No tendency for human operators to agree with automation whose response bias matches their own Online publication date: Tue, 05-Jun-2018
by Megan L. Bartlett; Jason S. McCarley
International Journal of Human Factors and Ergonomics (IJHFE), Vol. 5, No. 2, 2018
Abstract: Evidence suggests that false alarm-prone decision aids can engender stronger disuse than miss-prone aids, even when automation false alarms and misses are matched in perceptual characteristics. The present experiment sought to replicate this effect, and examine whether it reflects a tendency for operators to agree with automation whose response bias matches their own. Participants performed a simulated baggage screening task, alone or with assistance from an automated decision aid prone either to misses or false alarms. A point system encouraged participants themselves to adopt either a conservative, liberal, or neutral response bias. Target-present responses were faster from participants assisted by the miss-prone aid than from participants assisted by the false alarm-prone aid, regardless of the human operators' response bias. Neither response times nor accuracy rates, however, showed evidence of a generalised asymmetry in the effects of automation false alarms and misses.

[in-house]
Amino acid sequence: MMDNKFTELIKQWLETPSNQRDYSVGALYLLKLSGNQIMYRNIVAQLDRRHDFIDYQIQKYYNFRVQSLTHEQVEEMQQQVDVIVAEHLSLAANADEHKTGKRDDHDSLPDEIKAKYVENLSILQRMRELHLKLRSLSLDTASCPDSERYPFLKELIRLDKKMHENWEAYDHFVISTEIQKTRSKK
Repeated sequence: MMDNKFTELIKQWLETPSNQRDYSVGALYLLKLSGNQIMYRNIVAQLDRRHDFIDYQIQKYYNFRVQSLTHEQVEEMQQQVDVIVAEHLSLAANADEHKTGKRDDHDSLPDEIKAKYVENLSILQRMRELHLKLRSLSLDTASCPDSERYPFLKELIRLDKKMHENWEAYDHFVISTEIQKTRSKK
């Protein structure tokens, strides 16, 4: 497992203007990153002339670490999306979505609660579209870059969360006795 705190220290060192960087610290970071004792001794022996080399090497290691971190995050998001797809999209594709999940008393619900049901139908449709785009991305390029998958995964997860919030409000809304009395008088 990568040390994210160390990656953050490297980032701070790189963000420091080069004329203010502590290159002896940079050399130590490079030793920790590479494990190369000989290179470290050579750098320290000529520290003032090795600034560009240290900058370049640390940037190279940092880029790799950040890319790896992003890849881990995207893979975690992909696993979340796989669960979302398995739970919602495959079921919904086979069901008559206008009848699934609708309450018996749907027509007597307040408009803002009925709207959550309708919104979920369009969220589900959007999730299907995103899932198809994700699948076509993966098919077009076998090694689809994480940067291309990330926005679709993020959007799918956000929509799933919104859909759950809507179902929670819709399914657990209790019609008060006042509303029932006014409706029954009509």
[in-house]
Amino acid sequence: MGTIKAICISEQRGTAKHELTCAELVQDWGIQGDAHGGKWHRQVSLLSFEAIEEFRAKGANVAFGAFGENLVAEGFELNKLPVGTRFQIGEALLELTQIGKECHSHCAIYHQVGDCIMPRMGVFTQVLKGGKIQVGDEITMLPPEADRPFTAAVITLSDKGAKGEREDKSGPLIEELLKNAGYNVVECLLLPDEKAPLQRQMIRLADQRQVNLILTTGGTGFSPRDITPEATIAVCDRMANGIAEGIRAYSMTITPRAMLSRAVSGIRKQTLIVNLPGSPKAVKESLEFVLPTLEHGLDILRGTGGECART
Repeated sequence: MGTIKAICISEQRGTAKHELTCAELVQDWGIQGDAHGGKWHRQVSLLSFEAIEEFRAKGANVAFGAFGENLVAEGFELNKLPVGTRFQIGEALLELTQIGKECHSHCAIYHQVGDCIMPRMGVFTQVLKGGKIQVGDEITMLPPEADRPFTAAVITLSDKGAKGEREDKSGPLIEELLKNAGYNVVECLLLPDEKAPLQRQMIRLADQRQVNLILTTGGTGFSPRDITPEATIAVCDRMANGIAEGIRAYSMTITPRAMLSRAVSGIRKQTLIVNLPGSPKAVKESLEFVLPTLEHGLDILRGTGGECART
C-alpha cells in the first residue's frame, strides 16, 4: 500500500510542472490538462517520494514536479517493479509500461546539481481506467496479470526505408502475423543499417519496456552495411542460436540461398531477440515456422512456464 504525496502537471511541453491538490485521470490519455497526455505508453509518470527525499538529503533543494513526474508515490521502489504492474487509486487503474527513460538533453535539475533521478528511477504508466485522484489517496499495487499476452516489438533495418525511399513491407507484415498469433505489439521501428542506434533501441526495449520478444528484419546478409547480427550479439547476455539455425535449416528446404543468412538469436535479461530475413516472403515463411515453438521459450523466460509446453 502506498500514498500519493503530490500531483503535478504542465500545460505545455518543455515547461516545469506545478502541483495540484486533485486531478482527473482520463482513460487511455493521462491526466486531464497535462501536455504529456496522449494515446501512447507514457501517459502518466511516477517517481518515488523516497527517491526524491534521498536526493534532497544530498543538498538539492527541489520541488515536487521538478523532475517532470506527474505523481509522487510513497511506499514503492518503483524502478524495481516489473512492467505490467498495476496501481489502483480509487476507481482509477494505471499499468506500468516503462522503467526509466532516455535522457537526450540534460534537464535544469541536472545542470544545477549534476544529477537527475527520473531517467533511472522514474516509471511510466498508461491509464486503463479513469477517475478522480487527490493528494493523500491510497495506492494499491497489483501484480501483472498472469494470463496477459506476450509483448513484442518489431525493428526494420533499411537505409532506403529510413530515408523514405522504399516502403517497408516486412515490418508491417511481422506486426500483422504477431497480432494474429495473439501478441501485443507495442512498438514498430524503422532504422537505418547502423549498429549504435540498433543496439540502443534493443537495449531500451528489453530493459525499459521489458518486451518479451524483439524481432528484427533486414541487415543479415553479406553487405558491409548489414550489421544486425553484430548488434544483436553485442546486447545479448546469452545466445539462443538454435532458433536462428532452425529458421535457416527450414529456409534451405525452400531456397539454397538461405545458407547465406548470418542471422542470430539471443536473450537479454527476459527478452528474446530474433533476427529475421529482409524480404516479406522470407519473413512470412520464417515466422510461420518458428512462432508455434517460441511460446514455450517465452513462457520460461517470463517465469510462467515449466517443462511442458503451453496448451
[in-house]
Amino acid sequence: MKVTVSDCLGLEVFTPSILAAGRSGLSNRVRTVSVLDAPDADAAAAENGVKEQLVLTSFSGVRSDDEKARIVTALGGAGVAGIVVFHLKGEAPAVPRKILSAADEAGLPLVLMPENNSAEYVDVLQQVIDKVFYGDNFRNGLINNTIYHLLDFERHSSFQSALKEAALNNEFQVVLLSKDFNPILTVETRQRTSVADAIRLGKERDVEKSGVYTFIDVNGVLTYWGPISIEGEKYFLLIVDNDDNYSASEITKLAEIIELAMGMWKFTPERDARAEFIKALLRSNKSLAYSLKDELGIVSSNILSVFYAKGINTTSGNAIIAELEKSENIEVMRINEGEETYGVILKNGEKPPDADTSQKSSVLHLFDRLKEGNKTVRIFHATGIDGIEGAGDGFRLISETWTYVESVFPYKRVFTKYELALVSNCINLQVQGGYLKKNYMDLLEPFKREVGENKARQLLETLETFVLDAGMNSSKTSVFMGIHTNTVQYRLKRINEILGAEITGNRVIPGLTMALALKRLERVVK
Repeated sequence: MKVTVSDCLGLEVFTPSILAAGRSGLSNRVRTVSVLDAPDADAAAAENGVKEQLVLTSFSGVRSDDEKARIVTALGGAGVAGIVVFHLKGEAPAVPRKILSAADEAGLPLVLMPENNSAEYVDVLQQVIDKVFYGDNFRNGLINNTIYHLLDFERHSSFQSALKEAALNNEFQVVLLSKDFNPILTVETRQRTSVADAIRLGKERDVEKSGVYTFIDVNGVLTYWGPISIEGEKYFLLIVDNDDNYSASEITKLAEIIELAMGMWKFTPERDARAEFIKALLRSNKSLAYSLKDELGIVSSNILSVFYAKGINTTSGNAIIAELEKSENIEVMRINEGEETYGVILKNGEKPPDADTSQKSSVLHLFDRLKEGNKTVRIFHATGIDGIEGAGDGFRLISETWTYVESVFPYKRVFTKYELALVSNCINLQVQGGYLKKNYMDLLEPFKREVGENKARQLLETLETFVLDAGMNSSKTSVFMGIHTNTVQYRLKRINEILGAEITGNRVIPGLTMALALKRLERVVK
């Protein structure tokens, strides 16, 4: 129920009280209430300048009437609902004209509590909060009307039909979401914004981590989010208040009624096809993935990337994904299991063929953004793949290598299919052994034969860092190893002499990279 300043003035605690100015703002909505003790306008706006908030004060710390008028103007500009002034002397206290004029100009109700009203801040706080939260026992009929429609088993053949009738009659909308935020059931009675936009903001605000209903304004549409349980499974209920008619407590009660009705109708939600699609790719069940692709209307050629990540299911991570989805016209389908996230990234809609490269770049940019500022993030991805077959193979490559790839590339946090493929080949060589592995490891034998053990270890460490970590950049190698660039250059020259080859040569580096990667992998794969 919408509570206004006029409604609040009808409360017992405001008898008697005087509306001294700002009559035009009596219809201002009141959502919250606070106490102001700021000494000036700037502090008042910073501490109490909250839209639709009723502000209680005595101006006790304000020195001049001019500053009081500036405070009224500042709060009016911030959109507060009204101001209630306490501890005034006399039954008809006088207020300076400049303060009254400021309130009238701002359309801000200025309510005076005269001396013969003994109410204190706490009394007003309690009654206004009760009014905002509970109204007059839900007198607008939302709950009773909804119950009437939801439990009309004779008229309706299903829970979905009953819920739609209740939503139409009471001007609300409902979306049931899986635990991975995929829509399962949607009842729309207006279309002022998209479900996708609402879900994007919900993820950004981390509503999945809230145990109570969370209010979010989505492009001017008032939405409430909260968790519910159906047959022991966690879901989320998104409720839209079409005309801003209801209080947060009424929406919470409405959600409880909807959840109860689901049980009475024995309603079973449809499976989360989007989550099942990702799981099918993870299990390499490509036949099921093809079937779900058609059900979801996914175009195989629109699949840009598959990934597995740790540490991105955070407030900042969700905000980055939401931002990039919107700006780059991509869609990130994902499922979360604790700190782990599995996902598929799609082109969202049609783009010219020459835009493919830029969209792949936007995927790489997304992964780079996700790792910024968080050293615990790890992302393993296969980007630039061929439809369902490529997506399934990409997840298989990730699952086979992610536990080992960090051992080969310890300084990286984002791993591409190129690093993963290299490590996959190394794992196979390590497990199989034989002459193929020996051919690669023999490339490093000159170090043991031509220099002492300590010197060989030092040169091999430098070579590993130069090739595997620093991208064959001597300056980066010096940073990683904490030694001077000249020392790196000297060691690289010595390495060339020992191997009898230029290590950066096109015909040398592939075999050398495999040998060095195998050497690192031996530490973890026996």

Online publication date: Tue, 05-Jun-2018
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